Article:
The prizes on this leg of the Volvo Ocean Race will probably be decided in the next 24 hours as we are now round Eclipse Island off the south-west of Australia and have been wrestling with the decision about whether to keep Amer Sports One heading east or shift south, into the fresher wind.
It may be called an island, but Eclipse is little more than a rocky outcrop and for us it had a double significance as we dropped off our sick crew member, Keith Kilpatrick, who was suffering from a blocked intestine. There was a fishing boat waiting and it had a little rubber Zodiac to make the transfer easier. We just came head to wind and he was gone in 20 seconds. The whole operation probably took less than a minute.
First, he goes to a hospital in Albany, then on to Perth and will rejoin us in Sydney. The Volvo organisation has done a really nice job in co-ordinating the whole thing, but thanks also to the Royal Australian Air Force. Without the drop of medical supplies in the middle of last week Keith would have been seriously dehydrated. The saline drips turned things round, though he is still very weak.
Did that problem cost us time? Probably, in that you could use 18 people at times to drive these boats to their full potential, so to lose one out of 12 is bound to make a difference. And it compounded another problem. Keith was out of the game just before the Kerguelen Islands and it was there that we made a blunder: by going south we ran into some light air and that slowed us down. Then we turned north a little earlier than we might in order to ease the ride for Keith.
But that does not ease a sense of disappointment that we did not produce the edge we had hoped for when power reaching. We did not seem any better than the other boats. We were a little better in fresh air running, though we did feel good in heavy air, blast reaching.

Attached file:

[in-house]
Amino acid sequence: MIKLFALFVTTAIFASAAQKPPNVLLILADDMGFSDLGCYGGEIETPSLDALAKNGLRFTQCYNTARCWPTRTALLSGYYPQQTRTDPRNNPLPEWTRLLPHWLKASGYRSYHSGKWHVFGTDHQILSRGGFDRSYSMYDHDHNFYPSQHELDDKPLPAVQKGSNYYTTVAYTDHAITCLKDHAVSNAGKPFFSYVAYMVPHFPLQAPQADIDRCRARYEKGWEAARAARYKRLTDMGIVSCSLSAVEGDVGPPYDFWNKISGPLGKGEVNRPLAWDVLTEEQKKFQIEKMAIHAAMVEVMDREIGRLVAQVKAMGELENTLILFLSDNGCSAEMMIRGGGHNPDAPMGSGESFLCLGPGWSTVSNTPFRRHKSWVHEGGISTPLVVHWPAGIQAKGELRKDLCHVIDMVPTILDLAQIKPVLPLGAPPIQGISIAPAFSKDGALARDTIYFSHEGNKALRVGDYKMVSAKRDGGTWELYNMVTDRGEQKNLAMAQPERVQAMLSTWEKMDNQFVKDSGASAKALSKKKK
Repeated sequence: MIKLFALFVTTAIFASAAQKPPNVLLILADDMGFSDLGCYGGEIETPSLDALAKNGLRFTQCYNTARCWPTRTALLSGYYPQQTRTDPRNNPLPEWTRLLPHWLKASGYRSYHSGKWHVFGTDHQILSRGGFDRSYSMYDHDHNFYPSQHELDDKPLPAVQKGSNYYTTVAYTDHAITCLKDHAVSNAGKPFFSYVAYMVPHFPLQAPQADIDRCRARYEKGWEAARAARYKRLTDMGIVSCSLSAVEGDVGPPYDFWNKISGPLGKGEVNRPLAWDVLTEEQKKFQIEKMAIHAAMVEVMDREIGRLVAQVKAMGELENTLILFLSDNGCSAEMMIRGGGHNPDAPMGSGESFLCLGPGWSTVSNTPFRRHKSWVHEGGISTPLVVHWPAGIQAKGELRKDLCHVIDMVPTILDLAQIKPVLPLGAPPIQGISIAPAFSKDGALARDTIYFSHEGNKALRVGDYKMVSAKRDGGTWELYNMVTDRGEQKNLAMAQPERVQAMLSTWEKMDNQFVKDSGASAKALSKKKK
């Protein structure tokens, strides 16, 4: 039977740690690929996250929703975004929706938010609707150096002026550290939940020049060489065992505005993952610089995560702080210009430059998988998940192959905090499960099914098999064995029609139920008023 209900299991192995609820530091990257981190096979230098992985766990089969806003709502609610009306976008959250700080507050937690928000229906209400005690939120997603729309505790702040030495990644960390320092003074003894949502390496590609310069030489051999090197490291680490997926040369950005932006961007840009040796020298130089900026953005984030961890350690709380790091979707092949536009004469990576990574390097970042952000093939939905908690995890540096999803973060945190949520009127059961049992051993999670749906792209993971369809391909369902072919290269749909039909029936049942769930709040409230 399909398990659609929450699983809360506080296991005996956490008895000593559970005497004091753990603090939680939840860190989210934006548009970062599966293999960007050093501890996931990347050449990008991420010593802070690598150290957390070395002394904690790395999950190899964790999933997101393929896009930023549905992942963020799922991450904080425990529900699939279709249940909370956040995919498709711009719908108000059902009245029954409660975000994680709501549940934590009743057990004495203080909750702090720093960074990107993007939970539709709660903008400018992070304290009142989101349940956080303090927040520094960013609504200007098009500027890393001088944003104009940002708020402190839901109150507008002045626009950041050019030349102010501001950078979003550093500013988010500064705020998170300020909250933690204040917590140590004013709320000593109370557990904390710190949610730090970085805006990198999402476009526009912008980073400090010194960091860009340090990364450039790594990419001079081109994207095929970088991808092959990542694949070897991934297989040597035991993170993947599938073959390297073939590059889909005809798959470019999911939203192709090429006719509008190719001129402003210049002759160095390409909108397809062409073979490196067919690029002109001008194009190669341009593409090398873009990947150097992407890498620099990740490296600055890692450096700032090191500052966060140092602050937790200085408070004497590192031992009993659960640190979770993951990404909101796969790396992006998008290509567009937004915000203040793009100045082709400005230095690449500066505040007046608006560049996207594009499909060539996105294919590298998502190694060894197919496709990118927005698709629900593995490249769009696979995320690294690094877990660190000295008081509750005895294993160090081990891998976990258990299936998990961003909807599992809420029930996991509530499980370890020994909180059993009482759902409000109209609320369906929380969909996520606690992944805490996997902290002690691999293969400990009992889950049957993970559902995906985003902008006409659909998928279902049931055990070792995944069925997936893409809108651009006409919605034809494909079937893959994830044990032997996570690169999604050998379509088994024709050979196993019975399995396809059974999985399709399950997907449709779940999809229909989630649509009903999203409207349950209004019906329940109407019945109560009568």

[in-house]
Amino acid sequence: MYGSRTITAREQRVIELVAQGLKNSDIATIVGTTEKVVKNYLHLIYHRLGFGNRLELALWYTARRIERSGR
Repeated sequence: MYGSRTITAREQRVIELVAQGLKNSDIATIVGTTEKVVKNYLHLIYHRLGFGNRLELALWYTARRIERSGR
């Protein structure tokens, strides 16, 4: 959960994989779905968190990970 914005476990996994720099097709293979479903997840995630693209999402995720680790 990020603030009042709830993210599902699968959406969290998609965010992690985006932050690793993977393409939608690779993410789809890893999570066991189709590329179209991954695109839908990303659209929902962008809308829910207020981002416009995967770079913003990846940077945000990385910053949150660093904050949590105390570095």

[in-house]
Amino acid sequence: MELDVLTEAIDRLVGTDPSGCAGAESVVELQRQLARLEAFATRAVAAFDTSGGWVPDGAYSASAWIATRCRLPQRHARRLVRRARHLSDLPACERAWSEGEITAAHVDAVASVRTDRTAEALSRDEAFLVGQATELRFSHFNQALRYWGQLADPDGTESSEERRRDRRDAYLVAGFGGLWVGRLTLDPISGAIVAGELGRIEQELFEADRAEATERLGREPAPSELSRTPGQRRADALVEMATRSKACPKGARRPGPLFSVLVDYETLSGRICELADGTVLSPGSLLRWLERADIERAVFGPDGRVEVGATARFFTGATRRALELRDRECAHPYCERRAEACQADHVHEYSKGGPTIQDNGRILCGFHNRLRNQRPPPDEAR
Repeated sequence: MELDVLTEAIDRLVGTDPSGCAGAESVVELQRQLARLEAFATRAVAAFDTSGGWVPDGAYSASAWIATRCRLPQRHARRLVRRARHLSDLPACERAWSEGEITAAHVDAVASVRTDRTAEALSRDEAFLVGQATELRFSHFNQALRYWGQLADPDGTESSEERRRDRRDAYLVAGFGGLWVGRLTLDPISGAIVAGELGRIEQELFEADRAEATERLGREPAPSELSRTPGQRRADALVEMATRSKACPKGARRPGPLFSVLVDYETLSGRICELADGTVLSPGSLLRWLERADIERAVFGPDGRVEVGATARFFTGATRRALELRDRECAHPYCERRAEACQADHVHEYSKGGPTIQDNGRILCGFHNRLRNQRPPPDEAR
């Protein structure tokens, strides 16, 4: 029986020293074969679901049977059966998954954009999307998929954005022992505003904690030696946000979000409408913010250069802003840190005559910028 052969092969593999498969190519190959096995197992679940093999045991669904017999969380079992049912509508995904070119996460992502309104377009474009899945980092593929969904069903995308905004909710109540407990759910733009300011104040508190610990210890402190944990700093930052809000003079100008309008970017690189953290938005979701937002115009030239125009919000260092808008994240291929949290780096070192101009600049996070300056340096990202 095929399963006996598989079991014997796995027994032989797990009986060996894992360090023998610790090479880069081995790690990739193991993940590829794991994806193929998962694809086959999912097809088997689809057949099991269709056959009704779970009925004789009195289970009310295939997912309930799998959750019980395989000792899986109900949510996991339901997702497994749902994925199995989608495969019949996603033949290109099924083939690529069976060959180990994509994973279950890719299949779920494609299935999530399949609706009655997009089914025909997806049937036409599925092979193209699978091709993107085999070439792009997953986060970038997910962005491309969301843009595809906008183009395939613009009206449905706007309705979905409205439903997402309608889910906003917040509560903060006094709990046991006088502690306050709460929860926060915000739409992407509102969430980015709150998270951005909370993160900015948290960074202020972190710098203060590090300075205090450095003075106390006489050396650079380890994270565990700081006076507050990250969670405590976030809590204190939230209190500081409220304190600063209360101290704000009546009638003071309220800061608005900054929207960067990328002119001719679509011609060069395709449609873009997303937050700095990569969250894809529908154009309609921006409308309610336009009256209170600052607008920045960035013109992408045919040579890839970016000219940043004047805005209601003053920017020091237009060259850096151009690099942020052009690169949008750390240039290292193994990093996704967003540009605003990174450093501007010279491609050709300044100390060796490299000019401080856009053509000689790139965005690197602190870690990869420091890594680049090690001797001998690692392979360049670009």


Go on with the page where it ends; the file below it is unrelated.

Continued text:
That looks about the same story for the other non-Farr designed boat in this race – Knut Frostad's djuice – but the big picture says that no boat has any particular edge overall. Nor does there seem to have been the usual amount of gear failure. This could be due to being in the Southern Ocean for less time and in less wind than some remember. It also has to do with the more professional preparation on every boat. We know how they can perform in conditions down here by now.
Mind you, John Kostecki's illbruck had to make a brief Eclipse stop, too, for materials to repair the bow section hatch which let in so much water on their first night, they have been without wind instruments. Stu Bettany and Jamie Gale are both carrying injuries, and the Sat B has been down. Life is never easy.
The most difficult thing for us was to take the pain of going south when we had closed the gap on the leader, Gunnar Krantz in SEB, to 37 miles. That, technically, means we are still in striking distance. More realistically, we may be lucky enough to pull up a couple of places from our current sixth.
One of the major hurdles we have crossed on this leg is boat reliability – and that is a big tick in the book. But I always thought that to finish second on the first leg was a bit lucky and that it would take us until the end of the third leg, in Auckland, to be on the pace. I still think that is right; but I also think it will happen.Reuse content